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May 14, 2014

Hiring Vets is Part of Klein's Mission

Hiring military veterans is a popular cause these days, as downsizing by the Department of Defense will send nearly a million service men and women back to civilian life over the next five years. Yet too many companies recognize vets' service with patriotic lip service, and little else. One notable exception is Klein Steel Service in Rochester, N.Y., which claims that hiring vets "is in our DNA."

Klein is proud that veterans make up more than 20 percent of a workforce that numbers nearly 200. Among them are the following key managers: Todd Zyra, president and COO, a former Marine; Al Mangiamele, vice president of strategic initiatives, Pat DiLaura, chief talent officer, and Joe Rodibaugh, corporate logistics manager, all Army vets; and Mike Keliher, production operations manager, retired from the Navy. No doubt former Klein President John Batiste, a retired major general, had much to do with the company’s veteran-friendly recruiting policies. Batiste resigned last December to head up Buffalo Armory, a Klein spinoff that now sells armor plate and high-strength steel for defense and other applications.

"Our focus on veterans was put in place to a large extent when John Batiste became president eight years ago, but it has evolved and taken on a life of its own since then. Our emphasis on veterans' causes goes beyond any one person at this point. It's a part of our culture, who we are and what we believe," says DiLaura.

Veterans represent a talent pool with a solid foundation, he notes. "Companies often struggle to find people with predictable skills. One of the things the military does well is training, particularly its leaders. To us, it tends to make for a lower-risk hire."

Klein especially looks for junior military officers--second lieutenants, first lieutenants and captains--who tend to adapt well to operations management positions. Non-officer specialists with technical backgrounds are often a good fit for shop floor positions such as machine operators. "From a philosophical standpoint, we believe it’s easier to teach the job than the cultural fit," DiLaura says.

As part of its mission, Klein seeks to give back to the communities where it lives and does business. Thus it seeks individuals who are equally service-minded, be they military vets or Peace Corp. volunteers. Volunteer service is not the primary qualification, however. "We look to bring in the best and the brightest. That is always factor No. 1. We don't hire a person just because he or she served in the military."

Some company HR departments are reluctant to hire individuals who have served overseas for fear they may be suffering from post-traumatic stress disorder. They often fail to see how military experience has any relevance to a regular job, like one in a metals service center. Klein's Keliher works as a volunteer with the Warrior Salute program, helping vets translate the military experience on their resumes to job skills that will resonate with civilian employers.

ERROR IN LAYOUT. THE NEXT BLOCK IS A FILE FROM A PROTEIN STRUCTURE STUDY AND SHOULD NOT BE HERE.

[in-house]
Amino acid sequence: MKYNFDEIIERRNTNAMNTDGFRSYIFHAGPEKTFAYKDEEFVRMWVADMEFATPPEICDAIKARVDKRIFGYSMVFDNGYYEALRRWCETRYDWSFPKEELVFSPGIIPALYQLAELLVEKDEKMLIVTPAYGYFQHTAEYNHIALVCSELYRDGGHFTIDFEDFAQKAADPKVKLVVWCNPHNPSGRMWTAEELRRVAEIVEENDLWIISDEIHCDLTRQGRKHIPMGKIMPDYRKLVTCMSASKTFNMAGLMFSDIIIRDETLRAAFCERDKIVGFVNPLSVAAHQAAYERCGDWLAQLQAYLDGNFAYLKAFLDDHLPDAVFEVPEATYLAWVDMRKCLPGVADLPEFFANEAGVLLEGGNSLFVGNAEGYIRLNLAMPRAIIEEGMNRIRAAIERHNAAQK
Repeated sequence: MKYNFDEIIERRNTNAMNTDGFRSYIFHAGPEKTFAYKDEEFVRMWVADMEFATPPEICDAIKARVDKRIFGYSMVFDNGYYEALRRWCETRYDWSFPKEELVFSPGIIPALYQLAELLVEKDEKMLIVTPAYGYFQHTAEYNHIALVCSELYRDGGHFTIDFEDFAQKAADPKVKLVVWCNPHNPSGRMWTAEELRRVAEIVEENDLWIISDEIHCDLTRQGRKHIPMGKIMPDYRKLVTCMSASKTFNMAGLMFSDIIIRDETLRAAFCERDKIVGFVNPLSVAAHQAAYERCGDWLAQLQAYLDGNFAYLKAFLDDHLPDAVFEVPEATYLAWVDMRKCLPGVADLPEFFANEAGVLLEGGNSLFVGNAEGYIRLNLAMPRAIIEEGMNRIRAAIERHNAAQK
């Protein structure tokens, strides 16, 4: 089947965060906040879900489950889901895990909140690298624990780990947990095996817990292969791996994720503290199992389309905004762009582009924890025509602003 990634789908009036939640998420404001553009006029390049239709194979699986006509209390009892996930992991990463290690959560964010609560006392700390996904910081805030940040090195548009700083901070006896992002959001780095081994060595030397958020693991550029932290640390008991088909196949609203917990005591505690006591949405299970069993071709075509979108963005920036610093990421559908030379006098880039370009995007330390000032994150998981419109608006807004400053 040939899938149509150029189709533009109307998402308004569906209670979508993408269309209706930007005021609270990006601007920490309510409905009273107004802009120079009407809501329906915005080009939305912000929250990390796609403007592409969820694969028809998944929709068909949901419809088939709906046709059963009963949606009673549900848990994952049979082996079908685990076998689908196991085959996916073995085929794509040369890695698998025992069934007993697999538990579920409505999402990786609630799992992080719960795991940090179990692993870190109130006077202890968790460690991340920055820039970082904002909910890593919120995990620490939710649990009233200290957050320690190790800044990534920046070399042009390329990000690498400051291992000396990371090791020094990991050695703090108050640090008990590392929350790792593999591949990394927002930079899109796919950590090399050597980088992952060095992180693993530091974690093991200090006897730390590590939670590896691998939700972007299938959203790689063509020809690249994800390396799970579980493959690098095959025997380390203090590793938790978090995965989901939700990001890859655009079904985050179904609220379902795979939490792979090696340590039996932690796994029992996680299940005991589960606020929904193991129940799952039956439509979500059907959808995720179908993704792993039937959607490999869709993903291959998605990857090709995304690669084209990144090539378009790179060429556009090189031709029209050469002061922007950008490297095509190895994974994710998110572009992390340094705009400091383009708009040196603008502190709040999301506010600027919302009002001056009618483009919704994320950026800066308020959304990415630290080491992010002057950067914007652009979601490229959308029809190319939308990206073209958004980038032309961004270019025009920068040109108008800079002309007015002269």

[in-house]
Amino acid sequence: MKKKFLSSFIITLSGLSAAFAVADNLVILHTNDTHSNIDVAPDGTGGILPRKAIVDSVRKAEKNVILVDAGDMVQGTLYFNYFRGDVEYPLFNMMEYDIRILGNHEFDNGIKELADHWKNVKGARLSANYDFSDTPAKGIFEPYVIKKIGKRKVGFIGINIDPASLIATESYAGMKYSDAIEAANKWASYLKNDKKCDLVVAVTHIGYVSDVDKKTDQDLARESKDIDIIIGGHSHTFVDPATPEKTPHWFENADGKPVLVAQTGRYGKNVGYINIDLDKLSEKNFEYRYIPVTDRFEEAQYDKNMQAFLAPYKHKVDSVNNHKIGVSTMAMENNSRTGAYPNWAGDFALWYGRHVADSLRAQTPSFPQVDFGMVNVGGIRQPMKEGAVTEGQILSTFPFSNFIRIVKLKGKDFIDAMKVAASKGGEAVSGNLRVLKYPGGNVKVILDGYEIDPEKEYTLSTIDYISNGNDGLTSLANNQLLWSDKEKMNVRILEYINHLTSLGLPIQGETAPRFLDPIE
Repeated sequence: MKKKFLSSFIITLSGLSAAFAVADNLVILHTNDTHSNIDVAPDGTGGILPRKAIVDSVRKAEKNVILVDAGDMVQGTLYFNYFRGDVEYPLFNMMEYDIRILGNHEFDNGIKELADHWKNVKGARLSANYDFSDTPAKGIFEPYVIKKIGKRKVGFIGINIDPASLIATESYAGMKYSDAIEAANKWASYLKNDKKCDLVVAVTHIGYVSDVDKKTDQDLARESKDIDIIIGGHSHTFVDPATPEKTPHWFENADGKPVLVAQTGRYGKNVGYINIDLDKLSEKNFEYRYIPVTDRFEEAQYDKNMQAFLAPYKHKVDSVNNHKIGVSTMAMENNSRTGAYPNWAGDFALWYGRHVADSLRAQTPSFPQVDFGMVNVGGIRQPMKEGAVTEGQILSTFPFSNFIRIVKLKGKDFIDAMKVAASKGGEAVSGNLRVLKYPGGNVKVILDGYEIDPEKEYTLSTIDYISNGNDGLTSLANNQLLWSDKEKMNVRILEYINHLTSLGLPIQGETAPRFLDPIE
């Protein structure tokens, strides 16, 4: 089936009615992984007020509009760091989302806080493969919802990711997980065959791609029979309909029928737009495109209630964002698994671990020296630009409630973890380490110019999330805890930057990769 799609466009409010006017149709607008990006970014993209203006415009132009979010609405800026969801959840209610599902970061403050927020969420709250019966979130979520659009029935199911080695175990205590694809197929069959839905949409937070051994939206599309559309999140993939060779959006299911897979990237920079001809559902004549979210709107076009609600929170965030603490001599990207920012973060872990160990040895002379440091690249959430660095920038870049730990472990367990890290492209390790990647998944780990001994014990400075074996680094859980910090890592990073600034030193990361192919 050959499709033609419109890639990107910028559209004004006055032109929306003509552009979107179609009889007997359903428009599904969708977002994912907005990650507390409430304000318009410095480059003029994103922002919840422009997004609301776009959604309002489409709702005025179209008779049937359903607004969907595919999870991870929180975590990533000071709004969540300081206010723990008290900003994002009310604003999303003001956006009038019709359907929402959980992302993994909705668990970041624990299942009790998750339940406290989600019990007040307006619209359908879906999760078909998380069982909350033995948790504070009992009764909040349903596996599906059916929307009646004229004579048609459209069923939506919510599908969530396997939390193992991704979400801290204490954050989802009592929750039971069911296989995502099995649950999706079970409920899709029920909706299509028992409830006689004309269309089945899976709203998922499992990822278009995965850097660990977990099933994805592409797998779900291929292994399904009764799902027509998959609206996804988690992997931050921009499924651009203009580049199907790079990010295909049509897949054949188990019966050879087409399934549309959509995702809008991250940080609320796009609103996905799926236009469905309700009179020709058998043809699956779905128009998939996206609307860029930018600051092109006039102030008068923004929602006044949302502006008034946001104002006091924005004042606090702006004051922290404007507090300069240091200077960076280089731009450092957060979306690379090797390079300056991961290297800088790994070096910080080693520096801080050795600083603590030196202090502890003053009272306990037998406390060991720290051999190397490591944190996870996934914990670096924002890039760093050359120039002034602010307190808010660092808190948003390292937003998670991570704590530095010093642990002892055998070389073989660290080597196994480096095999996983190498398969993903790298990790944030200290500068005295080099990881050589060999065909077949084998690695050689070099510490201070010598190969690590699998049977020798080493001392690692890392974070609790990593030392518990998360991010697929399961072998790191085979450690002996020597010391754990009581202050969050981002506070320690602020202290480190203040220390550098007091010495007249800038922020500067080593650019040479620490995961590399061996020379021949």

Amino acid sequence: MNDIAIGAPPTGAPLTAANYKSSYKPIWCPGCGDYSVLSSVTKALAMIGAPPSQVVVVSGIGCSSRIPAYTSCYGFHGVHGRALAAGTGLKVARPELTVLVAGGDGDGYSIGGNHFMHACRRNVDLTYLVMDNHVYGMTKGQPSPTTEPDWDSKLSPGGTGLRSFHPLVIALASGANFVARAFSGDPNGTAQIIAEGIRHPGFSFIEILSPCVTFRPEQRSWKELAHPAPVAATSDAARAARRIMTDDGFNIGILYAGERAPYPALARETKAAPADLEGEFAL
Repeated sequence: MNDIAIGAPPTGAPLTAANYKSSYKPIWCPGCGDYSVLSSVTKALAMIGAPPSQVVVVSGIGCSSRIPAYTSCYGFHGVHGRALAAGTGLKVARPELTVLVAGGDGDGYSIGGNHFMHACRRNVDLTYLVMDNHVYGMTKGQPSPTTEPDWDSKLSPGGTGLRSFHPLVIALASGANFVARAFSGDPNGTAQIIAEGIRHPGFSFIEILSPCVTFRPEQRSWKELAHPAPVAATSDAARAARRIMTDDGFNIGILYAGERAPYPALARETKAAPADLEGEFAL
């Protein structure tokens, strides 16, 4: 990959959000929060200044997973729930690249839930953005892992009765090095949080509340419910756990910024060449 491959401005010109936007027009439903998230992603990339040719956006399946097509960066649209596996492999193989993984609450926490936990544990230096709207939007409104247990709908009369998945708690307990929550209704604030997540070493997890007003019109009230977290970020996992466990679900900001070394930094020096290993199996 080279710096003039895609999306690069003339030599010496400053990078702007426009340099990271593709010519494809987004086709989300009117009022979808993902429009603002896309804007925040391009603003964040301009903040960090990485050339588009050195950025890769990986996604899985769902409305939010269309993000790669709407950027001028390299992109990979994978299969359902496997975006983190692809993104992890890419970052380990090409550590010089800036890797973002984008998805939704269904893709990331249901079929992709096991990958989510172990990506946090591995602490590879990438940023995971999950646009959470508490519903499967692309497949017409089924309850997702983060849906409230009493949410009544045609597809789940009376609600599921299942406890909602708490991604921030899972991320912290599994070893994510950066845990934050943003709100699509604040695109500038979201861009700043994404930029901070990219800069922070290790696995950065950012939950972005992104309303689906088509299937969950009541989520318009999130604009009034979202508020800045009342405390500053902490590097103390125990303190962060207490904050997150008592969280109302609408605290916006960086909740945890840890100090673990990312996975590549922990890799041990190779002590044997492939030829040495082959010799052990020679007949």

"You may know that a senior commissioned officer has broad leadership skills, but where might he or she fit into your organization? It takes effort and insight to break work history into bite-sized morsels that are recognizable," Keliher explains. "A gunner, for example, has experience in stressful, war-zone environments where an emphasis on safety, attention to detail, heightened alert and constant awareness of surroundings is required. In other words, this person is a good candidate for a position in a steel service center where safety is imperative. A signal operator? Possibly a good fit in telecom or IT. An infantryman? Likely to understand logistics."

Other service centers say they would gladly hire military veterans and help them find their place in civilian life, but they don't know where to start. Klein team members actively recruit military personnel at local career fairs sponsored by the Veterans Administration or Rochester’s Veterans Outreach Center. They volunteer at organizations such as the Rochester Regional Veterans Business Council and Warrior Salute. Most counties have a Veterans Assistance Commission charged with helping veterans access their hard-earned benefits, from health care to employment assistance. The Veterans of Foreign Wars, American Legion, Wounded Warrior Project and Operation Support Our Troops America are among the many other national and regional service organizations that offer assistance to vets and potential employers.

Veterans themselves contribute to their employment issues because they often look down on jobs in industrial environments such as steel distribution. To help familiarize them with the many good career opportunities in the service center industry, Klein Steel hosts meetings of various groups and accepts interns through programs like Warrior Salute. "They get a chance to see what a steel service center looks like when it's properly run. It helps dispel a lot of the misconceptions they may have [about working in manufacturing]," DiLaura says.

Klein's approach is a model that others might emulate, but it starts with a commitment at the top. "As with anything else, it all starts in the corner office. If senior leadership makes it a priority, they can make it happen."

As Keliher adds: "It's humbling to learn the sacrifices many have made for our freedom--sacrifices that can, and should, be rewarded with gainful employment."

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